Voltage controlled converters are known to have excellent voltage regulation in order to provide a regulated output voltage in response to changes in the input voltage and the output load. Such voltage controlled converters can also maintain good regulation even at no load. Unfortunately, such voltage controlled converters manifest a slow transient response to input and output load changes. Moreover, such voltage controlled converters are generally not suitable for power converters configured with a push-pull topology due to the possible flux imbalance of the high frequency transformer.

As mentioned above, current controlled switched mode converters are also known. US Patent Application Publication US 2004/0263139 discloses such a current controlled switched mode converter. In general, such current controlled switched mode converters include two feedback loops: an outer feedback loop, which senses the DC output voltage and delivers a DC control voltage to an inner loop which senses the peak power switcher current and keeps them constant on a pulse-by-pulse basis. Such current controlled switched mode converter offer many advantages over voltage controlled switched mode converters, such as, solving the flux imbalance problem in converters configured with push-pull topology. Such current controlled switched mode converters also have relatively faster transient response times to both input voltage and output load changes relative to voltage controlled switched mode converters. Finally, such current controlled switched mode converters simplify feedback-loop stabilization relative to voltage controlled switched mode converters.

Unfortunately, such current controlled switched mode converters have relatively poor output regulation compared to voltage controlled switched mode converters, especially during light load conditions. As such, current controlled switched mode converters normally need a fixed minimum load to stabilize the control loop and maintain output regulation during light load conditions. In some applications, such as during conditions when the converter is connected to a battery as a load, the battery may be damaged and lose its recharge capability permanently due to it being discharged to an extreme low voltage for a long time by the minimum load when the input power to the converter is lost.

Another problem with such switched mode converters relates to electromagnetic compatibility (EMC) and thermal management. In particular, even though such switched mode converters are relatively more efficient than linear power supplies, such switched mode converters are noisy due to the switching and thus can result in electromagnetic interference. In addition, in certain applications, such as recreational vehicle (RV) applications, the output power requirements of the such switched mode converter is designed to provide all of the power to the DC loads in an RV vehicle including cabin lighting, furnace fan motors and the like. The power requirement of such loads is relatively substantial. As such, such switched mode converters generate a significant amount of heat that must be dissipated. As such, electromagnetic compatibility (EMC) and thermal management are also very important considerations in the design and implementation of a switched mode converter.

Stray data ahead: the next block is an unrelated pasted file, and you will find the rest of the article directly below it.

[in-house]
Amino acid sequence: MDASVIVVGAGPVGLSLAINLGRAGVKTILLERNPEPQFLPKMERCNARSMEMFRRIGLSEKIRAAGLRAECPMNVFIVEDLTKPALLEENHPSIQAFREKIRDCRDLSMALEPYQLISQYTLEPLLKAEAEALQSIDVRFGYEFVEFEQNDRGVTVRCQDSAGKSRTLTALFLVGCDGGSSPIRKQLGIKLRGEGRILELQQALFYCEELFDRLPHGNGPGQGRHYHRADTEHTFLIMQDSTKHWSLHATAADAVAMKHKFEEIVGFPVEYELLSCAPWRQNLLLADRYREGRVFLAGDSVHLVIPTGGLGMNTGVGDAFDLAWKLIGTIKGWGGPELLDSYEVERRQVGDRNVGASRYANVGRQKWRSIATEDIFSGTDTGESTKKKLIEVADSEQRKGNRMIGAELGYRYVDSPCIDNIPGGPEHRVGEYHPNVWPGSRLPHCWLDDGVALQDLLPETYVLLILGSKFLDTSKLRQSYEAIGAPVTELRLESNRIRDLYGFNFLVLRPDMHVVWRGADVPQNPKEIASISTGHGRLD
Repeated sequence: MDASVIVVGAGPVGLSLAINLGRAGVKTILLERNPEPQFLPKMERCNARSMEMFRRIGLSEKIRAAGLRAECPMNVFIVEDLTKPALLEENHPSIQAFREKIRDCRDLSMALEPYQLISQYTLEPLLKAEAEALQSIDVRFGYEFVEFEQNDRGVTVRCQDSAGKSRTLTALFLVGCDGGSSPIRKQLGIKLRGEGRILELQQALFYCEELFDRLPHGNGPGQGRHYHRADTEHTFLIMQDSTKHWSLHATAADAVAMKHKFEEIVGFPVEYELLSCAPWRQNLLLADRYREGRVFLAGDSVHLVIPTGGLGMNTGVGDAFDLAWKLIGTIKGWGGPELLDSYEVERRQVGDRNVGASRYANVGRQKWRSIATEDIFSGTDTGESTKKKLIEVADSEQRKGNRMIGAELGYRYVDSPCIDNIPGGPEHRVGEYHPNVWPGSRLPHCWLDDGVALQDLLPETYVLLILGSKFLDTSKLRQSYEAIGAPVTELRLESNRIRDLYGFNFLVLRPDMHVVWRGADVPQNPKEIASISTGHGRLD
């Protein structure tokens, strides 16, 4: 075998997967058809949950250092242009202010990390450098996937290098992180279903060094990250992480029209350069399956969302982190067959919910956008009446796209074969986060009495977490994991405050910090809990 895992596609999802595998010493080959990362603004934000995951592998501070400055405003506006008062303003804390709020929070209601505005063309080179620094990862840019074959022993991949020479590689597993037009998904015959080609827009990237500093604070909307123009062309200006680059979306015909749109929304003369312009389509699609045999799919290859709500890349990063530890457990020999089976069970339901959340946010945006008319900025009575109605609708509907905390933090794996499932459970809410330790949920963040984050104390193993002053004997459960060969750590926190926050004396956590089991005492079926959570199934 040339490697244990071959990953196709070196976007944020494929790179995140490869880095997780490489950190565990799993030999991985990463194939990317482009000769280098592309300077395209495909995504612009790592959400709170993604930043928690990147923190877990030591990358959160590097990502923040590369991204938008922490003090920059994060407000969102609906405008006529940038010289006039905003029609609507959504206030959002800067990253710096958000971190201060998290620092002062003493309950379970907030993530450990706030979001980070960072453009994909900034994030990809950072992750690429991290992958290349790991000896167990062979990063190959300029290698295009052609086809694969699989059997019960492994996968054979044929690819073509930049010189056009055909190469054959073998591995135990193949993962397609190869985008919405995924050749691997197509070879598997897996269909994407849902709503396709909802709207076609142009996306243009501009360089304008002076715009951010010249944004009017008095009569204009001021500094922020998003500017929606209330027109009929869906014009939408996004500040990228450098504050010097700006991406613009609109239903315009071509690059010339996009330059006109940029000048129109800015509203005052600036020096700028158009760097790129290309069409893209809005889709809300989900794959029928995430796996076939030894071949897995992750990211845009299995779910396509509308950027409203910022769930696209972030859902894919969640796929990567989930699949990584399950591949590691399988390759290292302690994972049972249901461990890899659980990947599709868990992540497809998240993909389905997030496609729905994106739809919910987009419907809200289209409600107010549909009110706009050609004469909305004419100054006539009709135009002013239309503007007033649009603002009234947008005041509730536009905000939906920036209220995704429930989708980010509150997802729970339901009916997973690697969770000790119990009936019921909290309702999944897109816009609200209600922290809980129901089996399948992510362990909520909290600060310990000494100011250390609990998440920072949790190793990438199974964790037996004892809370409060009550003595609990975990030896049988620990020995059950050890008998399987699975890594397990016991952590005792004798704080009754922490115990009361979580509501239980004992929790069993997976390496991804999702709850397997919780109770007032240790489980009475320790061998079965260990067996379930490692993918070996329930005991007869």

Thus, there is a need to combine the advantages of both the voltage controlled and current controlled switched mode converters to provide a switched mode converter with better performance than a voltage controlled or current controlled switched mode converter individually while at the same time takes into account EMC as well as thermal management.

SUMMARY OF THE INVENTION

Briefly, the present invention relates to a switched mode converter that includes both voltage mode and current mode control. The switched mode converter also includes mode logic for switching between a voltage mode and a current mode. The converter includes current sensing circuitry for sensing the switcher current on the primary side of the transformer and the load current on the secondary side as well as voltage sensing circuitry for sensing the converter output voltage. When the load current is less than a predetermined value, the converter operates in a voltage mode. During the voltage mode, the output voltage of the voltage mode controller is used to control the duty cycle of a pulse width modulation (PWM) controller. When the load current is greater than a predetermined value, the converter operates in a current mode. In a current mode, the primary switcher current is used to control the PWM controller. As such, during a light load in which the converter is voltage controlled, there is no need for a minimum load to stabilize the control loop. In a current-mode, the control loop will have a relatively faster transient response and avoid flux imbalance in push-pull topology. As such, the converter provides the advantages of both known voltage controlled and current controlled switched mode converters. In addition, by the careful arrangement of the locations of a EMC filter, a primary heat sink, a secondary heat sink, a power transformer T1 and other power devices as well as a cooling fan, a smaller EMC filter can be used due to the primary heat sink performing a dual function of thermal management and additionally providing EMC shielding to prevent the noise, for example, the noise generated by the transformer, from reaching the filter. In addition, the primary heat sink is configured to face the air flow while the secondary heat sink is placed close to the fan with its fin direction the same as the direction of the air flow. As such, both the primary and the secondary heat sink get maximum air flow, allowing smaller heat sinks to be used in order to provide a reliable and cost-effective switched mode converter.